The options for radiation are whole breast radiation therapy that lasts for about six to six ½ weeks or a short course of radiation therapy with a balloon catheter (twice daily treatments for five days). 

 

Which one is most appropriate will be determined by the stage of your disease and other factors you can discuss with your radiation oncologist.

What are the short-and long-term side effects of radiation? How common are they?

Common side effects are:
  • Skin irritation
  • Pigmentation
  • Fatigue
  • Tiredness

They are common, but resolve once treatment is completed.

Medical Oncology

Am I more likely to need chemo because I'm younger?

When one groups all breast cancer patients together, studies show that premenopausal women benefit more from chemotherapy than post-menopausal women. However, there are many caveats to this.

 

The major determinants to requiring chemotherapy are the type of breast cancer that a patient has and how many lymph nodes are involved. Patients who are hormone receptor positive estrogen receptor (ER) and progesterone receptor (PR) positive may not require chemotherapy, especially if lymph node negative.

 

However, patients who are “triple negative” (ER/PR and HER2 negative) or those who are HER2 over expressing (HER2 positive) frequently will be recommended for chemotherapy.

What is hormonal therapy and how does it work?

Hormonal Therapy is treatment directed at the estrogen-receptor and estrogen-mediated gene expression. This is a very important part of the therapy for patients who are estrogen-receptor and/or progesterone-receptor positive (ER/PR+). In premenopausal women, tamoxifen is a commonly prescribed drug for ER/PR+ tumors.

 

Tamoxifen works by physically blocking estrogen binding to the estrogen receptor on breast tissue. It is an oral medication that is taken daily for five to 10 years.

 

Sometimes, women also may be prescribed treatment to block the function of their ovaries, which is termed ovarian suppression.

 

This is frequently done in conjunction with tamoxifen or another type of hormonal therapy. The methods for ovarian suppression include medications (Zoladex or Lupron) or sometimes surgical removal of the ovaries.

Will I be able to work, exercise, play with my kids while I'm on chemo?

The ability to tolerate chemotherapy varies from woman to woman. Some women are able to tolerate chemotherapy well with little side effects and can work. Other women are more sensitive to the fatigue that chemotherapy can create and need to take some time off work. This also will be determined by the physicality of someone’s job. Your medical oncologist will help you decide what is best for your particular situation.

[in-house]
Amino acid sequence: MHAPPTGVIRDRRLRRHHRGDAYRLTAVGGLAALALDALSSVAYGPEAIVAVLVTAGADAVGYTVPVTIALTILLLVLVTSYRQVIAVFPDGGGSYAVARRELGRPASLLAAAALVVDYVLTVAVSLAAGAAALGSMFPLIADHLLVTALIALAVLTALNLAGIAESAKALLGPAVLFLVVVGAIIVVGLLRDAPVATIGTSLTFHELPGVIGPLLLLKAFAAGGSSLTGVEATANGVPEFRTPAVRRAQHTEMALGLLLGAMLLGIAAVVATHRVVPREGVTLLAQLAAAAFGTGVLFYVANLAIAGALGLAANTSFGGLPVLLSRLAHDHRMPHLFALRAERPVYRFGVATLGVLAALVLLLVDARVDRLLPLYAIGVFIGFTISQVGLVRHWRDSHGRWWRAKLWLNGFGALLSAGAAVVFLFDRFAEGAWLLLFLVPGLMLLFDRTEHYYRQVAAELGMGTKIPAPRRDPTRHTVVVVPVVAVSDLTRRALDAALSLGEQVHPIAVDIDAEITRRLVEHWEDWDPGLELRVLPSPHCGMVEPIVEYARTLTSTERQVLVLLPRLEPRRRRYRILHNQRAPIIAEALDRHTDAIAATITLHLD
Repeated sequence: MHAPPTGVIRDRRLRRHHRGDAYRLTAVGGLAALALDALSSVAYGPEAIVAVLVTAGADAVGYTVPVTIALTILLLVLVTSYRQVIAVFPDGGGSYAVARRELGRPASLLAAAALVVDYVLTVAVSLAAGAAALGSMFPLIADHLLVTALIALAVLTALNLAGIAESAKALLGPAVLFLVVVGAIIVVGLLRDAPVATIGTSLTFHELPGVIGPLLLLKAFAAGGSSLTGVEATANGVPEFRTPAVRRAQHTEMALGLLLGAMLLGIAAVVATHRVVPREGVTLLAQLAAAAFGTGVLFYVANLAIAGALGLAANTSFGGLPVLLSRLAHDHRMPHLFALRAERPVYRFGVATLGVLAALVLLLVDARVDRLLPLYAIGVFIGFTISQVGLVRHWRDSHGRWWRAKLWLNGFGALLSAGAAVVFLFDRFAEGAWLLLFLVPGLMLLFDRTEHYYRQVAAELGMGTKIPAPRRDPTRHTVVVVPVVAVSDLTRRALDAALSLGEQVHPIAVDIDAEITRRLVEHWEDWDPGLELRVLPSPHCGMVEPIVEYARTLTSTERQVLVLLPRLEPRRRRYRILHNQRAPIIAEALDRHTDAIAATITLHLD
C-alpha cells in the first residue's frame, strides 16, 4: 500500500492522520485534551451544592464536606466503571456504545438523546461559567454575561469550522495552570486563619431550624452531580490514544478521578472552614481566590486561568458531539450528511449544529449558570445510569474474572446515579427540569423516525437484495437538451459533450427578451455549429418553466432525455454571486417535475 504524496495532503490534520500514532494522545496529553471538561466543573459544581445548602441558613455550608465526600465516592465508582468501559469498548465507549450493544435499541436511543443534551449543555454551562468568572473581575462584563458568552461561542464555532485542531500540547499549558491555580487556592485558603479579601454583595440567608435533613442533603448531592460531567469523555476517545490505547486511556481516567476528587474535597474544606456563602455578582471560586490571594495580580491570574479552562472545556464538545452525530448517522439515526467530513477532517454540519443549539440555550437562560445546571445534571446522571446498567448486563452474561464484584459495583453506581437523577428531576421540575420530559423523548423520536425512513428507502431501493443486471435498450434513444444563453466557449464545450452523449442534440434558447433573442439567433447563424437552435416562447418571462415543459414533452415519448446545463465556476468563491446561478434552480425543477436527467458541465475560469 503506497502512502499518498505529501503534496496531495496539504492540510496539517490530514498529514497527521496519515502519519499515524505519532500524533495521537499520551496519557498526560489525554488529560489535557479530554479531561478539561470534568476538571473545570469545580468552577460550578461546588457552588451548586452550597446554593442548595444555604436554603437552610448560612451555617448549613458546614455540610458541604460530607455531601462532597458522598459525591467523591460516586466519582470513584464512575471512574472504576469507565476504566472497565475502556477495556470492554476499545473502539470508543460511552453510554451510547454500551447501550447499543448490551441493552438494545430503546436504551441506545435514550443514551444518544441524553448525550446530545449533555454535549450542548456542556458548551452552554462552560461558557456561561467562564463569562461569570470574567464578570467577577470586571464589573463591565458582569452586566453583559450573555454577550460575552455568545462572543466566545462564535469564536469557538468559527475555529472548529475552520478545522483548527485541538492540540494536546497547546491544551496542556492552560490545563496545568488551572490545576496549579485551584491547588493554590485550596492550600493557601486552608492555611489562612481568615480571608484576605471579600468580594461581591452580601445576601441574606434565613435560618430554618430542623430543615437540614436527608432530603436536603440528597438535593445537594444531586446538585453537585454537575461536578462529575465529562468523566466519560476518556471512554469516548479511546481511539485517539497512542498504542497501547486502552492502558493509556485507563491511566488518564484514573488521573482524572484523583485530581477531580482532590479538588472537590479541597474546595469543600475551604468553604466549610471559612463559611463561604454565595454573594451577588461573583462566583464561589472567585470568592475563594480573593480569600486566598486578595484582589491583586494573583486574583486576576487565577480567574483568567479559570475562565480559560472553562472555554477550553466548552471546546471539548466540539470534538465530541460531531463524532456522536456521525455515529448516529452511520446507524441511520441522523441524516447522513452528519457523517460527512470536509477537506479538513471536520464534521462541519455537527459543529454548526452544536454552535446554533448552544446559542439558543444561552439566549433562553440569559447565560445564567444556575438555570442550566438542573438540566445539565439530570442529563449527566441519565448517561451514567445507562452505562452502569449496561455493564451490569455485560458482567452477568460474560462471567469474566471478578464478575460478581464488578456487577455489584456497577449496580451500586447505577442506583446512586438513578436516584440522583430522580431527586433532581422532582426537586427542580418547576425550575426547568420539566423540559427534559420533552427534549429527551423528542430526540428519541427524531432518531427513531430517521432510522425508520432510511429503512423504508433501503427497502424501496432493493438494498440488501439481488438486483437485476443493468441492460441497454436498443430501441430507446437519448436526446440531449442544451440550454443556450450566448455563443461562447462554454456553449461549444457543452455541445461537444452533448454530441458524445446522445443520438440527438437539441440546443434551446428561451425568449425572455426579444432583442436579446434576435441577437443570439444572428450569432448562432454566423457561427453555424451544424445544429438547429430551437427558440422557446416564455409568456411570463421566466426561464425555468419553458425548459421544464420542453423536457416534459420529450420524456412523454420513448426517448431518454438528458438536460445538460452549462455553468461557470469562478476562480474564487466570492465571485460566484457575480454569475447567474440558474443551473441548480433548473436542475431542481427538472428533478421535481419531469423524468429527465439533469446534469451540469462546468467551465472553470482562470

Exercise is definitely encouraged. Exercise is one of the few things that has been shown in clinical trials to improve the fatigue that patients can have with chemotherapy. Even as little as a slow walk around one’s neighborhood for 15 minutes a day is enough to be helpful to combat tiredness. 
 
Playing with children is good for the soul, and helps to alleviate the fears and worries that your children have too. Just be sure to keep some hand sanitizer and tissues close by for the inevitable germs.


However, patients getting chemotherapy are more likely to get sick from the bacteria that normally live on our bodies, than by catching germs from others. So while good hand hygiene and common sense is needed, there is no need to sequester yourself during chemotherapy.


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Fertility

Can I safely have children after being treated for breast cancer?

So far, data suggests that becoming pregnant after being treated for breast cancer does not increase the risk of breast cancer recurrence or death. 
 
Some oncologists may prefer for you to wait for two years after finishing treatment for breast cancer before you try to get pregnant because this is the time period with the highest risk of recurrence.
 
When it is okay for you to try to get pregnant after being treated for breast cancer is an issue you should discuss with your oncologist. The risk of having a baby with a birth defect does not appear to be increased if you get pregnant after completion of your breast cancer treatment.

Will my period return after chemo? After tamoxifen?

Whether your periods return after chemotherapy is largely dependent on your age when you start chemotherapy. 
 
Most women under the age of 35 will resume having their periods after chemotherapy and/or tamoxifen. For women who are over 40 when they receive chemotherapy, there is a higher chance that your periods will not return.

Should I freeze my eggs? Embryos?